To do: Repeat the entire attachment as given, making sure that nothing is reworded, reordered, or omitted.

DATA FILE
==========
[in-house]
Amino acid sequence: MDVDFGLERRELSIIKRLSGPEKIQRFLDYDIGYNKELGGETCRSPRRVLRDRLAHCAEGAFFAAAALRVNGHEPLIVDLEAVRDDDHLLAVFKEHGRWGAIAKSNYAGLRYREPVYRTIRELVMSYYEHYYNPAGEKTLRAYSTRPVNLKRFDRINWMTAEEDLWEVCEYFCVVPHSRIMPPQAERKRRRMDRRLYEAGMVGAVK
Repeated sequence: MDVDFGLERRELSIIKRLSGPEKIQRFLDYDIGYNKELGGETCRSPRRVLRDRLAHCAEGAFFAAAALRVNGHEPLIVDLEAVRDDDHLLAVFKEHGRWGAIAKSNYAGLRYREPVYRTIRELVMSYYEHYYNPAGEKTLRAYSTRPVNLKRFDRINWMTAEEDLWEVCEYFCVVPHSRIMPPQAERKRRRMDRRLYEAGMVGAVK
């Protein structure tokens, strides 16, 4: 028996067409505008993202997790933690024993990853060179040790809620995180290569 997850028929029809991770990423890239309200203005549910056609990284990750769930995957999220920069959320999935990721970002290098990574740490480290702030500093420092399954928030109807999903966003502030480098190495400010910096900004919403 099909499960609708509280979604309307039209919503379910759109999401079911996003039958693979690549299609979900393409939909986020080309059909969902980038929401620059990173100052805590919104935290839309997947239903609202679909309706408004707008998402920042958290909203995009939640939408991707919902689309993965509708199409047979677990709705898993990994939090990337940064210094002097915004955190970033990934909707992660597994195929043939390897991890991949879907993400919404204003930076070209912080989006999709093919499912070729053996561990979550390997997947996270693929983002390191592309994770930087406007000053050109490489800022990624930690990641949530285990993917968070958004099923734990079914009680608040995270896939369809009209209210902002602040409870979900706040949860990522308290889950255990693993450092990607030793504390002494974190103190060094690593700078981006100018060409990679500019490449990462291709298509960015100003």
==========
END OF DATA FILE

[in-house]
Amino acid sequence: MDVDFGLERRELSIIKRLSGPEKIQRFLDYDIGYNKELGGETCRSPRRVLRDRLAHCAEGAFFAAAALRVNGHEPLIVDLEAVRDDDHLLAVFKEHGRWGAIAKSNYAGLRYREPVYRTIRELVMSYYEHYYNPAGEKTLRAYSTRPVNLKRFDRINWMTAEEDLWEVCEYFCVVPHSRIMPPQAERKRRRMDRRLYEAGMVGAVK
Repeated sequence: MDVDFGLERRELSIIKRLSGPEKIQRFLDYDIGYNKELGGETCRSPRRVLRDRLAHCAEGAFFAAAALRVNGHEPLIVDLEAVRDDDHLLAVFKEHGRWGAIAKSNYAGLRYREPVYRTIRELVMSYYEHYYNPAGEKTLRAYSTRPVNLKRFDRINWMTAEEDLWEVCEYFCVVPHSRIMPPQAERKRRRMDRRLYEAGMVGAVK
């Protein structure tokens, strides 16, 4: 028996067409505008993202997790933690024993990853060179040790809620995180290569 997850028929029809991770990423890239309200203005549910056609990284990750769930995957999220920069959320999935990721970002290098990574740490480290702030500093420092399954928030109807999903966003502030480098190495400010910096900004919403 099909499960609708509280979604309307039209919503379910759109999401079911996003039958693979690549299609979900393409939909986020080309059909969902980038929401620059990173100052805590919104935290839309997947239903609202679909309706408004707008998402920042958290909203995009939640939408991707919902689309993965509708199409047979677990709705898993990994939090990337940064210094002097915004955190970033990934909707992660597994195929043939390897991890991949879907993400919404204003930076070209912080989006999709093919499912070729053996561990979550390997997947996270693929983002390191592309994770930087406007000053050109490489800022990624930690990641949530285990993917968070958004099923734990079914009680608040995270896939369809009209209210902002602040409870979900706040949860990522308290889950255990693993450092990607030793504390002494974190103190060094690593700078981006100018060409990679500019490449990462291709298509960015100003």